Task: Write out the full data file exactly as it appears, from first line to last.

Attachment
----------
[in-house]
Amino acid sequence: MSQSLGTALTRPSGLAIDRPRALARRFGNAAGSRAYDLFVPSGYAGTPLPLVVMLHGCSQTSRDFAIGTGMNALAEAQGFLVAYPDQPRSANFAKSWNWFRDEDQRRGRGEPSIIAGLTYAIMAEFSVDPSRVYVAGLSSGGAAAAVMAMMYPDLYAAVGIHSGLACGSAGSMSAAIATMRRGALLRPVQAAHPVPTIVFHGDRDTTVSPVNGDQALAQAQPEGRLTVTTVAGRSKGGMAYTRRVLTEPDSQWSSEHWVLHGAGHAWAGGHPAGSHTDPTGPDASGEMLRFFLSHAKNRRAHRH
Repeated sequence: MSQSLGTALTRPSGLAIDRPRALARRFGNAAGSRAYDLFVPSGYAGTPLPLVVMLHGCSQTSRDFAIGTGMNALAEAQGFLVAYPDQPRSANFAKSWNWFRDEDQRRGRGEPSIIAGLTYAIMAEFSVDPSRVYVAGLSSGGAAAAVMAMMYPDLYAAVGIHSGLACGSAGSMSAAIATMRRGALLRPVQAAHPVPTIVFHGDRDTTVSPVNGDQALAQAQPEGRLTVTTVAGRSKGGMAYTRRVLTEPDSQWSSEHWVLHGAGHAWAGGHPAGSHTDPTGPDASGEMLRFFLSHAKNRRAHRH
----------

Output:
[in-house]
Amino acid sequence: MSQSLGTALTRPSGLAIDRPRALARRFGNAAGSRAYDLFVPSGYAGTPLPLVVMLHGCSQTSRDFAIGTGMNALAEAQGFLVAYPDQPRSANFAKSWNWFRDEDQRRGRGEPSIIAGLTYAIMAEFSVDPSRVYVAGLSSGGAAAAVMAMMYPDLYAAVGIHSGLACGSAGSMSAAIATMRRGALLRPVQAAHPVPTIVFHGDRDTTVSPVNGDQALAQAQPEGRLTVTTVAGRSKGGMAYTRRVLTEPDSQWSSEHWVLHGAGHAWAGGHPAGSHTDPTGPDASGEMLRFFLSHAKNRRAHRH
Repeated sequence: MSQSLGTALTRPSGLAIDRPRALARRFGNAAGSRAYDLFVPSGYAGTPLPLVVMLHGCSQTSRDFAIGTGMNALAEAQGFLVAYPDQPRSANFAKSWNWFRDEDQRRGRGEPSIIAGLTYAIMAEFSVDPSRVYVAGLSSGGAAAAVMAMMYPDLYAAVGIHSGLACGSAGSMSAAIATMRRGALLRPVQAAHPVPTIVFHGDRDTTVSPVNGDQALAQAQPEGRLTVTTVAGRSKGGMAYTRRVLTEPDSQWSSEHWVLHGAGHAWAGGHPAGSHTDPTGPDASGEMLRFFLSHAKNRRAHRH